In a Quick Recovery, Mayor Bill de Blasio Appears to Get the NYC Schools Chief He Needed

Carranza and Mayor de Blasio in 2018. (Ed Reed/NYC Mayoral Photography Office)

You truly don’t get a second chance at a first impression, and Richard Carranza didn’t need one.

The announcement by Mayor Bill de Blasio at a Monday afternoon press conference that Carranza would become New York City’s next schools chief, coming little more than a weekend after his first choice, Miami Superintendent Alberto Carvalho, backed out on live television, brimmed with goodwill and relief as Carranza pledged to build on the mayor’s “equity agenda.”

“There is no daylight between Mayor de Blasio and myself in terms of what we believe in, what our aspirations are for the children of New York City,” said Carranza, the superintendent of Houston’s schools and past district leader in San Francisco, as the mayor looked on with an expression of almost fatherly tenderness.

And why wouldn’t he? The administration recovered more quickly than anyone expected it would after Carvalho’s embarrassingly public rejection, producing yet another nationally admired educator and giving heft to de Blasio’s claim on Friday that “people from coast to coast have been asking to be considered.”

Carranza called Houston board members before the news was made public, board president Rhonda Skillern-Jones said at a somber press conference Tuesday afternoon. Carranza took the Houston job 18 months ago and was about halfway through his contract. A mid-year departure — especially amid pressing budget and school management challenges — is slightly unusual for a leader in apparently good standing.

Carranza provided just two weeks’ notice, according to Skillern-Jones, a short interval that suggests that internal issues in the district may have been a factor in his decision to leave.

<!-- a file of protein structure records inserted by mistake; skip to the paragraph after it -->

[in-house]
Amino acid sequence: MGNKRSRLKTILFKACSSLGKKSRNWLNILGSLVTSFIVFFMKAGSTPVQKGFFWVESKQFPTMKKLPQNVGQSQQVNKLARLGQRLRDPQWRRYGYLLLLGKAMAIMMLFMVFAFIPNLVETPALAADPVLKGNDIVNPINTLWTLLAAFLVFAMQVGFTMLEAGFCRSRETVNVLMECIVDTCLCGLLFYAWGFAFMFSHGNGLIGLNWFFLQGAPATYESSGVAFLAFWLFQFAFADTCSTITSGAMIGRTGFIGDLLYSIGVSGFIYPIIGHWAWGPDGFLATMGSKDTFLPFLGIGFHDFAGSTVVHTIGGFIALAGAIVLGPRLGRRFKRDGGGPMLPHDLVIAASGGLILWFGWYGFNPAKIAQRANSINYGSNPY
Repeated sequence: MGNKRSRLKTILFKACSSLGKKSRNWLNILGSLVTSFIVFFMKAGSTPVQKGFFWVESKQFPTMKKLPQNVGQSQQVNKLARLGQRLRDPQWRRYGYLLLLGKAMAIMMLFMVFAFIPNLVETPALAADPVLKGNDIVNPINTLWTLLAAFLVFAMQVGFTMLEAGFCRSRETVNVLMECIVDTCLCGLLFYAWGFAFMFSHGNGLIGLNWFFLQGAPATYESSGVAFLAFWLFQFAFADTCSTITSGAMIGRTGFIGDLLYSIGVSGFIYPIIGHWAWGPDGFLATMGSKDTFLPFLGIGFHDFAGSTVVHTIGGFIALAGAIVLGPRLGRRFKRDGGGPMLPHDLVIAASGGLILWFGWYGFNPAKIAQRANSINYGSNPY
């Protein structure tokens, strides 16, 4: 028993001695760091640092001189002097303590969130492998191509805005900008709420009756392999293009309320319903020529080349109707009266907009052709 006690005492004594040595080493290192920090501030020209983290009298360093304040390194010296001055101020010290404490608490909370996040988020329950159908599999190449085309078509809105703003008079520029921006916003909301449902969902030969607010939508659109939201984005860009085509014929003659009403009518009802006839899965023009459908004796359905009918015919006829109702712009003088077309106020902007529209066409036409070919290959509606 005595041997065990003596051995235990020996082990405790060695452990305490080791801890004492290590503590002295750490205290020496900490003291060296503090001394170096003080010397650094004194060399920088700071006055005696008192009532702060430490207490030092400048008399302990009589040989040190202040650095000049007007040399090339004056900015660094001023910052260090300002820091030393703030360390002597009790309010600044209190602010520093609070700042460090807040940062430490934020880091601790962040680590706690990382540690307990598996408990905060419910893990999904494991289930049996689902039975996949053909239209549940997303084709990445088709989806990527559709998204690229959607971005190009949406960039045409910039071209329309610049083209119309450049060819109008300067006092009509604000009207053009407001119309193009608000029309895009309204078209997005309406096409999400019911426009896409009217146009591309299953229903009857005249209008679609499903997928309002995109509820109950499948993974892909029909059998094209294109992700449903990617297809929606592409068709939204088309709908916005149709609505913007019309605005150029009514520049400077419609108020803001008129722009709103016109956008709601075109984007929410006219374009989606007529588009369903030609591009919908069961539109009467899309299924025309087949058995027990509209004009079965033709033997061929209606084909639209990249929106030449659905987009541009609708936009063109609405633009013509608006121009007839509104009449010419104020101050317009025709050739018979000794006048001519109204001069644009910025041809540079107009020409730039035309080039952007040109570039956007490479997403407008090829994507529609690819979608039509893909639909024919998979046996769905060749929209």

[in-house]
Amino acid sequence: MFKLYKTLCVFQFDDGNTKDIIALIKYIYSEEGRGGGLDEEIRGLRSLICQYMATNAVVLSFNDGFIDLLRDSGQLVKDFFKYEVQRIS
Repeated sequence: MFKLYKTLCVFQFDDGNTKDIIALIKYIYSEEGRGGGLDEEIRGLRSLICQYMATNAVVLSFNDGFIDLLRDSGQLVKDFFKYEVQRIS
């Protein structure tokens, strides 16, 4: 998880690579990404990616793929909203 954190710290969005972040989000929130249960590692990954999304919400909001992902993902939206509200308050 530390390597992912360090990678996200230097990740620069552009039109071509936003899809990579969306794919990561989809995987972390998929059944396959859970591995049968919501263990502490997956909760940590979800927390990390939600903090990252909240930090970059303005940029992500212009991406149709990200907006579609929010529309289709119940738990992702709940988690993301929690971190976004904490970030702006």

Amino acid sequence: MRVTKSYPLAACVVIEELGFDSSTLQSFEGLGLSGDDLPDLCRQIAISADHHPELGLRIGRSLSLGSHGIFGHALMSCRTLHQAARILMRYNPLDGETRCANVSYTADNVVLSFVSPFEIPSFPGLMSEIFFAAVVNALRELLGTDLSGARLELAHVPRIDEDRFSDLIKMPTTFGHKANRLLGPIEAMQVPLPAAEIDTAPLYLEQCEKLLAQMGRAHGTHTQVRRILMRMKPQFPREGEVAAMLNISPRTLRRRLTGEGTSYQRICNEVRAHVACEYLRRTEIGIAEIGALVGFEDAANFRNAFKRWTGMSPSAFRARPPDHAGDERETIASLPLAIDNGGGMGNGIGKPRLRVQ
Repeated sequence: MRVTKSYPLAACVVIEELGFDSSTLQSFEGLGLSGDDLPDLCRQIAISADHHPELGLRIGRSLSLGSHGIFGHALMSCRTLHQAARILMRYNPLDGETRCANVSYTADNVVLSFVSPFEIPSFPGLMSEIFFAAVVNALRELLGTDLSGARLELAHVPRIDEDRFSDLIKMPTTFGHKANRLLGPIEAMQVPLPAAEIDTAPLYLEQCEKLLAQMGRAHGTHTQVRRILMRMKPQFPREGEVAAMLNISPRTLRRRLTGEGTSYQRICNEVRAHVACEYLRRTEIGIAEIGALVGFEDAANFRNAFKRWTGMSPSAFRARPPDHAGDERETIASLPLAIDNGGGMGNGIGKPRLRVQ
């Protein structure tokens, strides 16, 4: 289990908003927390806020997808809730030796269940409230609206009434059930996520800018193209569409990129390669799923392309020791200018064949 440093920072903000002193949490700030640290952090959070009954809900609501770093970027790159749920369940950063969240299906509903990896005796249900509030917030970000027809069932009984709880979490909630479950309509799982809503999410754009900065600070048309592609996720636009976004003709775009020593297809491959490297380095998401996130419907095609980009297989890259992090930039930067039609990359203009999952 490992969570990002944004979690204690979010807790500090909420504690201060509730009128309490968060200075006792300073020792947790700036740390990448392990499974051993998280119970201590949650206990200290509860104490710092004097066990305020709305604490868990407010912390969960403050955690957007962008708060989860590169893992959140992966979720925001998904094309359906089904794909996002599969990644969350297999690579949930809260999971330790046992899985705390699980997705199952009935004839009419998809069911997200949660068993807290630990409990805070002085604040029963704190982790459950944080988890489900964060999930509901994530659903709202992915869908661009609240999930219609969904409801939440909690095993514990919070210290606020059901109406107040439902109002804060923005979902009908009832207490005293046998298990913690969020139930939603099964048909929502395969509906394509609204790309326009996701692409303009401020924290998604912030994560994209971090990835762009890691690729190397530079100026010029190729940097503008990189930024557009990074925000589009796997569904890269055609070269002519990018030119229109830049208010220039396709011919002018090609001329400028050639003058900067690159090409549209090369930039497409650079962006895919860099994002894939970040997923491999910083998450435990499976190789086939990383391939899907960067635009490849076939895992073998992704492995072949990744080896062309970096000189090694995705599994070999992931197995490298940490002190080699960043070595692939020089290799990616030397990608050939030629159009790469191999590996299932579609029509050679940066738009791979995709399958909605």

Apart from its affability, which was captured in a photograph that suggested a woke remake of Friends, the announcement was most notable for its promise of smooth continuity in leadership between retiring chancellor Carmen Fariña and Carranza.

Carranza called Fariña “one of my educational heroes,” said he was “incredibly honored” that Fariña would help in his transition, and said he looked forward to being “part of this team that will continue to empower teachers as Chancellor Fariña has done, continue to talk about not arming teachers with anything but great professional development and great opportunities.”

The Arizona native even promised to consult Fariña, a lifelong Brooklynite, about where to live.

“Rich is like Carmen in that his view of teaching and learning is focused on the idea that teachers and principals and educators do the work,” said Joshua Starr, CEO of educators association PDK International and a short-listed candidate for the chancellor position in 2014. Starr, the former schools chief in Montgomery County, Maryland, and Stamford, Connecticut, calls Carranza “one of the good guys” in education.

Carranza will inherit problems in the 1.1 million–student district the de Blasio administration has made little headway against, including high levels of segregation, a large homeless student population, and persistently struggling schools.

His pledge to advance Fariña’s work is in line with what de Blasio has said he wanted in a successor since Fariña’s retirement was announced in late December: more better Carmen. That he first chose the charismatic Carvalho, who couldn’t have been more dissimilar — Pat Riley to her abuela — reflected what many saw as frustration with Fariña’s limitations as an advocate. In this view, she was necessary for a first term but not sufficient for a second.

Carranza is generally seen as articulate and likable, able to work effectively across the often-contested landscape of urban districts.

“He’ll be a great cheerleader for the system,” Starr says.

He may also work more easily with New York City’s charter schools than Fariña — or de Blasio — has.

“He didn’t just talk the talk, he walked the walk in regard to charters having what they need to be successful,” Steve Mancini, director of public affairs for the KIPP Foundation, said of Carranza’s efforts in San Francisco.

There was less opportunity in Houston, according to Houston Chronicle education reporter Jacob Carpenter. “Charters are a virtual non-starter on Houston ISD board, so it’s just not a fight he waged here,” he said in a tweet on Tuesday.

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